It’s nearly Christmas and many employees are looking forward to a well-earned rest. However, managing the December payroll can present pay and payroll processing issues for employers.

Early Payment

Because the Christmas break has become so prolonged over recent years and many staff may be facing greater demands on their bank account in the run-up to Christmas, some employers bring the normal pay date forward by a day or two, or at least offer staff the option.

If your business operates on a weekly payroll basis, then you might need to pay employees in advance to cover any days of business shut down over the Christmas period.

You must let your payroll team know in advance what the arrangements are so they can put the necessary procedures in place. Your payroll processing timetable may also need to be brought forward for December to pay everyone on time. Some of your payroll team may be taking holiday too, so try to manage everything in a way that avoids problems both for your own business or for them.

Don’t forget to make sure your staff know what’s happening, so they don’t think they’re just getting extra wages. Make sure any employees who are leaving between pay day and the end of the month are paid accordingly; you do not want the annoyance of having to get the money back from them.

Full Payment Submission (FPS) and Employer Payroll Summary (EPS) changes

Even if your company pay day is brought forward in December, remember that the pay date on the FPS submission should still show the normal contractual (regular) pay date. Submission of the EPS should be sent by the 19th of January. HMRC may impose penalties for late or inaccurate returns.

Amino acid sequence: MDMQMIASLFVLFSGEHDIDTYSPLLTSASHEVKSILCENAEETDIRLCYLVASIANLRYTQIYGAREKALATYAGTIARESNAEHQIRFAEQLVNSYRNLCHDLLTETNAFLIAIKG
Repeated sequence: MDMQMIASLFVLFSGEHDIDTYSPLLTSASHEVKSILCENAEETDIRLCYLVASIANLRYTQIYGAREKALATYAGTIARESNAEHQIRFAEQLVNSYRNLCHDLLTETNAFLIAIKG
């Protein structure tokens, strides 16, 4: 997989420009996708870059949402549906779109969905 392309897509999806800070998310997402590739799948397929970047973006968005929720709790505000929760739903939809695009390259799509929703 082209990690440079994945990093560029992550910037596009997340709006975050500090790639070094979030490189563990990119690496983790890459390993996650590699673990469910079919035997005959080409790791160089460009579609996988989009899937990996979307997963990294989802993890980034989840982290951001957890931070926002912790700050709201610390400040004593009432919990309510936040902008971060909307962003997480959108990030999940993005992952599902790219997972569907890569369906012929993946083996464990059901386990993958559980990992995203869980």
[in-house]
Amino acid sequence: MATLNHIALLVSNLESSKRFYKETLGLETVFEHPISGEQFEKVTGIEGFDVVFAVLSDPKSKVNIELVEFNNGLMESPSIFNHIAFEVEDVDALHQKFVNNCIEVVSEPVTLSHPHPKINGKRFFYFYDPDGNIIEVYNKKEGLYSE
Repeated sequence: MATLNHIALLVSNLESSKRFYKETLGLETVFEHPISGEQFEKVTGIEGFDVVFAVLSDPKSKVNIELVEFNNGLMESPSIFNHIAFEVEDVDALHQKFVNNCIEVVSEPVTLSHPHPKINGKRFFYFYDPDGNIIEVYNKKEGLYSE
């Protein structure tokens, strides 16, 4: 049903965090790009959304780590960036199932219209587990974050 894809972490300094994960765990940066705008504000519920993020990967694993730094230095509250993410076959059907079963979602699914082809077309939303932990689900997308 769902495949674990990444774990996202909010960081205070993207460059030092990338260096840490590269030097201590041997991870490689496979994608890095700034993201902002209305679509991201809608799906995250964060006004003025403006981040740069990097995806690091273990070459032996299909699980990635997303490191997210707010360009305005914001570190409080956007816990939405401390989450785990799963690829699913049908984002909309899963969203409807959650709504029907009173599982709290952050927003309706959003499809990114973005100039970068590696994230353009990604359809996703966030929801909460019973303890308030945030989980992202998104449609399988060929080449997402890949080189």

Christmas bonuses and gifts

You need to declare any Christmas bonuses or gifts you give to your employees and pay tax and national insurance on them, unless the gift meets the conditions to be “a trivial benefit”, that is:

  • It costs you £50 or less to provide the gift or bonus
  • It is not cash or a voucher
  • It is not a reward for their work or performance
  • It is not something their contract entitles them to

Beyond a trivial benefit you should distinguish between cash or cheque presents or physical goods.

Cash or cheque bonus

Cash or cheque Christmas bonuses count as earnings so they will need to be put through payroll as normal, with PAYE tax and Class 1 NI deductions.

Goods

If you give goods as gifts to employees, you will need to report if:

  • They can be resold for cash
  • They are given to employees who earn more than £8,500 a year

Christmas working

Finally, don’t forget to make arrangements for paying employees who work during this period and inform payroll of who these will be and when to expect payment.